Negotiation Strategy: Four Common Pitfalls to Avoid

Sometimes negotiators fall into traps and leave resources on the table because they can’t see that silver lining. Some common pitfalls are:

Poor planning
Successful negotiators make detailed plans. They know their priorities —  and alternatives, should they fail to reach an agreement. You must know your bottom line, your walkaway point. In addition, you need to understand time constraints and know whether this is the only time you will see your opponents in negotiation. After preparing your own agenda, outline the same for your opponents: What are their preferences, alternatives, and bottom line? Once at the bargaining table, test your hypotheses to determine what the opposition’s priorities really are. Prepare a written goal and analysis sheet for yourself.

Failing to pay attention to your opponent
Negotiators need to analyze the biases their opponents bring to the table.  One way to get inside your opponent’s head and influence his attitude is to shape the issues for him, a technique called “framing.” If you get your opponent to accept your view of the situation, then you can influence the amount of risk he is willing to take.

Caving in too quickly
Accepting a well-priced deal too quickly can cause anger on the other side, too. If you list a used car for £5,000, you might really be thinking of accepting £4,500. But when your first buyer has it checked by a mechanic and then immediately writes you a check for £5,000 without trying to bargain, how do you feel? Disappointed. You’ll think you sold it for too little. The lesson is: No matter what the price, even if it’s fair, always offer less — if only to make your opponent feel good about the deal. You may come up to full price in the end, but at least your opponent will feel as if he made you work for it.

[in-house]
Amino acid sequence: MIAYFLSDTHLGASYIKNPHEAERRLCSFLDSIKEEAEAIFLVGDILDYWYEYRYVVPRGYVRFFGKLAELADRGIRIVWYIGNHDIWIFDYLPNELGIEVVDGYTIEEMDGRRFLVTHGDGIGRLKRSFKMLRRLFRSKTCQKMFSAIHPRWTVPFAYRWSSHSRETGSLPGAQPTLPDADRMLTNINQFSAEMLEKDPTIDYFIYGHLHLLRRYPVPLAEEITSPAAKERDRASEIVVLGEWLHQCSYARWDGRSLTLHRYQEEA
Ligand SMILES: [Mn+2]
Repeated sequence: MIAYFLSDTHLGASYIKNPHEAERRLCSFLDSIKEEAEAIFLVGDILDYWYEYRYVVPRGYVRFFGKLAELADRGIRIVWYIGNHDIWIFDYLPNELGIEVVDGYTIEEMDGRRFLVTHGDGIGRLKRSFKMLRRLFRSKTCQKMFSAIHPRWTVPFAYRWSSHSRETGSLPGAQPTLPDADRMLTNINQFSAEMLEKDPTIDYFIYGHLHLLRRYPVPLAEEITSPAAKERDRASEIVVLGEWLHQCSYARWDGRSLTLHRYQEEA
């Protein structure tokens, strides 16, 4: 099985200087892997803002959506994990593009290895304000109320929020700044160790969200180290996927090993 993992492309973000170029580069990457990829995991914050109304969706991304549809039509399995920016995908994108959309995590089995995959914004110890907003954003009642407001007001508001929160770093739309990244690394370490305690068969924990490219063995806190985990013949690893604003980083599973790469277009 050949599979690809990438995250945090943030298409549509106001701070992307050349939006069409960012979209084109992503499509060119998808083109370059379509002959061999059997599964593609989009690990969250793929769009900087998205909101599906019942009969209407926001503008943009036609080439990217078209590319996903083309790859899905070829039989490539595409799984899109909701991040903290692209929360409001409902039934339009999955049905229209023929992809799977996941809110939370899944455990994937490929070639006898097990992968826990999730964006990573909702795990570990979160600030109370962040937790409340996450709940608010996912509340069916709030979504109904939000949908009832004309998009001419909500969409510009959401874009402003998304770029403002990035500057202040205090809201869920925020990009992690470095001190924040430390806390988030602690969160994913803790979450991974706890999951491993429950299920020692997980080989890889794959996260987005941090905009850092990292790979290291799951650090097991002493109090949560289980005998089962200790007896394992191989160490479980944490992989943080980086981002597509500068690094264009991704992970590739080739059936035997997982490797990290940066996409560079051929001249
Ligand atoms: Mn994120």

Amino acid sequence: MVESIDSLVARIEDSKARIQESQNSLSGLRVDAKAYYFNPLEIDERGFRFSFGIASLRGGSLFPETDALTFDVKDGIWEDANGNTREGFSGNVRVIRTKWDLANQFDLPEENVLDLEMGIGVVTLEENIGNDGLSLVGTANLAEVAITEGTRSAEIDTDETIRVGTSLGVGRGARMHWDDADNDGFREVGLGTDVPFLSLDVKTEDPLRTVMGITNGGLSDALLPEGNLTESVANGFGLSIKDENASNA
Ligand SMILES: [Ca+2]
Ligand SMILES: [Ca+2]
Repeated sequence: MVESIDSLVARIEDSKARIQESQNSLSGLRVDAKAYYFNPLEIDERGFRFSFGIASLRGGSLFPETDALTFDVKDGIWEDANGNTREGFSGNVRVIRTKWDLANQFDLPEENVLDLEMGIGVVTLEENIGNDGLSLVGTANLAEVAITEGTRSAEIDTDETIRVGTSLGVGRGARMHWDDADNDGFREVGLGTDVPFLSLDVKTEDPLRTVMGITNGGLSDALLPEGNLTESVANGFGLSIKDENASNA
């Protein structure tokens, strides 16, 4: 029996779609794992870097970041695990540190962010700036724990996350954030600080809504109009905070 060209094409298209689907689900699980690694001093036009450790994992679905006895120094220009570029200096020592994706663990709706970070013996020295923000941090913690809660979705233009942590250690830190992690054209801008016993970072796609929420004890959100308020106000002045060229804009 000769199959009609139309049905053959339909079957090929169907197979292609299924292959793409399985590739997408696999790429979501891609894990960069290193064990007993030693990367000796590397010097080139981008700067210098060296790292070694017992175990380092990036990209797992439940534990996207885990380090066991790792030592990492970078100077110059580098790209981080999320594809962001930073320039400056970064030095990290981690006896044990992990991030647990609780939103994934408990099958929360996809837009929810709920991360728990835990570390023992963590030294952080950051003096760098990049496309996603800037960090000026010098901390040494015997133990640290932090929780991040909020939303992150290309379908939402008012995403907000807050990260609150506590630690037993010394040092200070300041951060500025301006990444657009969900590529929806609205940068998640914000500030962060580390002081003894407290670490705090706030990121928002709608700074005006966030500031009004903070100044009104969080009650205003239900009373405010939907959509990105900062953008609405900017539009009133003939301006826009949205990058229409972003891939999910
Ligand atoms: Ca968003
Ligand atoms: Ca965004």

Don’t Gloat
Finally, when you’ve cut a sweet deal, never do the dance of joy in public by turning to your opponents and telling them you would have done it for less. Gloating will only drive your opponent to extract the difference from you sometime in the future. Today, flagging corporate allegiances and rampant job hopping make it essential to keep on professional terms with your negotiating opponents. You may find yourself on the same side of the bargaining table one day.

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